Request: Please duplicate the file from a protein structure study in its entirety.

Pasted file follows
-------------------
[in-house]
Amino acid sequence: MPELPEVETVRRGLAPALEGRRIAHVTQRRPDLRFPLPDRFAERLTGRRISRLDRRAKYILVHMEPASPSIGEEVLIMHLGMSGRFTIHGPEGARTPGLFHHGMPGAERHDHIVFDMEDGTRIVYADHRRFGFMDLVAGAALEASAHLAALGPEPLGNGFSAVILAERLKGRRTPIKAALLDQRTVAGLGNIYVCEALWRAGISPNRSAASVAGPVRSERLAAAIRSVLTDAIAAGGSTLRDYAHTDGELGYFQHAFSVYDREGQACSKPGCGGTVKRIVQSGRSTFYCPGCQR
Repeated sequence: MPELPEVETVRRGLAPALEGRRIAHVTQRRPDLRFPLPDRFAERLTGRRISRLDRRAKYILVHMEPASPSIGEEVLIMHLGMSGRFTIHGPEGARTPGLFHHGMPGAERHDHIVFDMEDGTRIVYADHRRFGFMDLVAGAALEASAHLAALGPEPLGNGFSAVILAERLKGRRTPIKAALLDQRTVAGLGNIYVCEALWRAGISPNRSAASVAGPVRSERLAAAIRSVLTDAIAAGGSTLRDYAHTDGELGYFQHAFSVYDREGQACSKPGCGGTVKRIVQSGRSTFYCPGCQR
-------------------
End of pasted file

[in-house]
Amino acid sequence: MPELPEVETVRRGLAPALEGRRIAHVTQRRPDLRFPLPDRFAERLTGRRISRLDRRAKYILVHMEPASPSIGEEVLIMHLGMSGRFTIHGPEGARTPGLFHHGMPGAERHDHIVFDMEDGTRIVYADHRRFGFMDLVAGAALEASAHLAALGPEPLGNGFSAVILAERLKGRRTPIKAALLDQRTVAGLGNIYVCEALWRAGISPNRSAASVAGPVRSERLAAAIRSVLTDAIAAGGSTLRDYAHTDGELGYFQHAFSVYDREGQACSKPGCGGTVKRIVQSGRSTFYCPGCQR
Repeated sequence: MPELPEVETVRRGLAPALEGRRIAHVTQRRPDLRFPLPDRFAERLTGRRISRLDRRAKYILVHMEPASPSIGEEVLIMHLGMSGRFTIHGPEGARTPGLFHHGMPGAERHDHIVFDMEDGTRIVYADHRRFGFMDLVAGAALEASAHLAALGPEPLGNGFSAVILAERLKGRRTPIKAALLDQRTVAGLGNIYVCEALWRAGISPNRSAASVAGPVRSERLAAAIRSVLTDAIAAGGSTLRDYAHTDGELGYFQHAFSVYDREGQACSKPGCGGTVKRIVQSGRSTFYCPGCQR